Two last days have been full of rushing to get into DC, riding safe, trying to stay awake, last minute preparations to say goodbye to our family, new members as well as old members.
During the ride in itself, I rode part of the way without the RFTW. It gives me time to think of all those we ride for — those that can not ride, as they are now deceased, or their MIA/POW, or their not quite home but are riding into DC tonight.
I’m not really alone when I ride on RFTW or on any of my Memorial rides. I remember the guys that did not come home as well as the ones that did that I’ve never seen again. I know OF the hundreds that came home to either be vilified or ignored — men that sacrificed a part of their soul if not a part of their bodies. My backseat rider is always there to remind me of these men.
The RFTW provides a way for our heroes to come home. The trips to the Memorials, especially the Vietnam Wall, are part of a long overdue healing. A thank you that many have never received and deserve so badly. The participants in RFTW are putting it in the kine for all of them.
We can not forget our veterans. My focus is the Vietnam War — my war. My focus is the over 58,000 names on The Wall, and their families as well as those that are living out their lives not understanding that their sacrifices are appreciated — finally.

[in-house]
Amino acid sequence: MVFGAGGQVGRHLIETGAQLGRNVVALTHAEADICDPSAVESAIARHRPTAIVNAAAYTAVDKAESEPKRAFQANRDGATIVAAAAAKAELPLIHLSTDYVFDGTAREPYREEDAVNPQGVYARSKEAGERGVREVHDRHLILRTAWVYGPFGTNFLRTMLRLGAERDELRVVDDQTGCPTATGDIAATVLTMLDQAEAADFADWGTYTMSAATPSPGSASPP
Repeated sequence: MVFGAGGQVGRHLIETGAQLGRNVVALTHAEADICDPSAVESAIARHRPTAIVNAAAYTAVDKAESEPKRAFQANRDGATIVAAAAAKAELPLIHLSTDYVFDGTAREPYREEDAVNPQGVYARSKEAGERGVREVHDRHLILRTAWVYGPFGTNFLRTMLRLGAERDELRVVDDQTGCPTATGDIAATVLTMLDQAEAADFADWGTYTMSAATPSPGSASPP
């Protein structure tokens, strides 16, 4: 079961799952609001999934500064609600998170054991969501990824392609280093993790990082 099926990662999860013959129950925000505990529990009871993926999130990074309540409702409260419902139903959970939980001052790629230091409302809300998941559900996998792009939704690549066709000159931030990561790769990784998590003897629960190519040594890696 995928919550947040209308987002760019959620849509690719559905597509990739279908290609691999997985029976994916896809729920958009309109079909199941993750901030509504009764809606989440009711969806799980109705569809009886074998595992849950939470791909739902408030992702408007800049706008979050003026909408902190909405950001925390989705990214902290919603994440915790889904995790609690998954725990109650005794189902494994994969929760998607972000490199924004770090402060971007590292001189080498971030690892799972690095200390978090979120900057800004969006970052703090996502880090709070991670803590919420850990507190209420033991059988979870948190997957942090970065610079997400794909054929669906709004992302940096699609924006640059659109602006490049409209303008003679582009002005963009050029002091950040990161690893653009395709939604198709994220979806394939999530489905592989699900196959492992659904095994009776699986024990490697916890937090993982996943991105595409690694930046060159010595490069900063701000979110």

The welcome into DC was pretty darn nice with a Marine Color Guard and Marine BGen (select) Williams on hand to welcome in the riders. All 3 routes come together for the first time since we left Rancho. Good stories flow, hugs are exchanged, and we make plans for the rest of the weekend. Many will participate in candle light vigils, salutes at The Wall, hugs from their fellow vets, and from strangers. Many will head home almost right away. Many have made their final run but some will return next year. All have benefited from the ride. So many memories from the past and a heck of a lot of new ones! New family members.
351 days until RFTW 2015.
The Mission Rules